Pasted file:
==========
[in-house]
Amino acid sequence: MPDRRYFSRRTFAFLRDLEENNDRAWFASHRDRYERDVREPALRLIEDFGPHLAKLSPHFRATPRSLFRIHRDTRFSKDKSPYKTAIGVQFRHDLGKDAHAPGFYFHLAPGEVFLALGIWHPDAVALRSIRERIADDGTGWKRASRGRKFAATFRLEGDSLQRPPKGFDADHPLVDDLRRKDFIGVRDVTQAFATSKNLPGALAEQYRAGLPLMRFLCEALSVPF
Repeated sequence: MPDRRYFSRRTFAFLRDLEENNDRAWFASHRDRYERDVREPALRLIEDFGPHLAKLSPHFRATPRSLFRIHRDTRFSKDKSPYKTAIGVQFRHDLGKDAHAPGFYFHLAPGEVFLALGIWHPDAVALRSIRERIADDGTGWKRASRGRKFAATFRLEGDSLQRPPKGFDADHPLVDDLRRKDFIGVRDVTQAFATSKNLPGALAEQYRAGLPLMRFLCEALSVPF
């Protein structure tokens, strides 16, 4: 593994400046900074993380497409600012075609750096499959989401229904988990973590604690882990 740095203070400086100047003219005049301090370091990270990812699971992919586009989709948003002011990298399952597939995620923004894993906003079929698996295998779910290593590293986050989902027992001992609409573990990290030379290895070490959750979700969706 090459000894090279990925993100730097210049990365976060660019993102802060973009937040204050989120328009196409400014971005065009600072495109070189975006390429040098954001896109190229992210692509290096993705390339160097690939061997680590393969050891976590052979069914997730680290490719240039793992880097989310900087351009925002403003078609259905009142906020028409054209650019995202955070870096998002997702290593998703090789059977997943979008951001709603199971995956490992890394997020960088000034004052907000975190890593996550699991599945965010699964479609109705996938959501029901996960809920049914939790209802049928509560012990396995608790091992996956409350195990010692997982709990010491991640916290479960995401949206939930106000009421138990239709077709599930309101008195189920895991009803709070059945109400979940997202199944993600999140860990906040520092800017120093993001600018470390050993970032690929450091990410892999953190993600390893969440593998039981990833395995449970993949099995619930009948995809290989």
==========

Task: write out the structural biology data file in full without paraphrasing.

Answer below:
[in-house]
Amino acid sequence: MPDRRYFSRRTFAFLRDLEENNDRAWFASHRDRYERDVREPALRLIEDFGPHLAKLSPHFRATPRSLFRIHRDTRFSKDKSPYKTAIGVQFRHDLGKDAHAPGFYFHLAPGEVFLALGIWHPDAVALRSIRERIADDGTGWKRASRGRKFAATFRLEGDSLQRPPKGFDADHPLVDDLRRKDFIGVRDVTQAFATSKNLPGALAEQYRAGLPLMRFLCEALSVPF
Repeated sequence: MPDRRYFSRRTFAFLRDLEENNDRAWFASHRDRYERDVREPALRLIEDFGPHLAKLSPHFRATPRSLFRIHRDTRFSKDKSPYKTAIGVQFRHDLGKDAHAPGFYFHLAPGEVFLALGIWHPDAVALRSIRERIADDGTGWKRASRGRKFAATFRLEGDSLQRPPKGFDADHPLVDDLRRKDFIGVRDVTQAFATSKNLPGALAEQYRAGLPLMRFLCEALSVPF
């Protein structure tokens, strides 16, 4: 593994400046900074993380497409600012075609750096499959989401229904988990973590604690882990 740095203070400086100047003219005049301090370091990270990812699971992919586009989709948003002011990298399952597939995620923004894993906003079929698996295998779910290593590293986050989902027992001992609409573990990290030379290895070490959750979700969706 090459000894090279990925993100730097210049990365976060660019993102802060973009937040204050989120328009196409400014971005065009600072495109070189975006390429040098954001896109190229992210692509290096993705390339160097690939061997680590393969050891976590052979069914997730680290490719240039793992880097989310900087351009925002403003078609259905009142906020028409054209650019995202955070870096998002997702290593998703090789059977997943979008951001709603199971995956490992890394997020960088000034004052907000975190890593996550699991599945965010699964479609109705996938959501029901996960809920049914939790209802049928509560012990396995608790091992996956409350195990010692997982709990010491991640916290479960995401949206939930106000009421138990239709077709599930309101008195189920895991009803709070059945109400979940997202199944993600999140860990906040520092800017120093993001600018470390050993970032690929450091990410892999953190993600390893969440593998039981990833395995449970993949099995619930009948995809290989």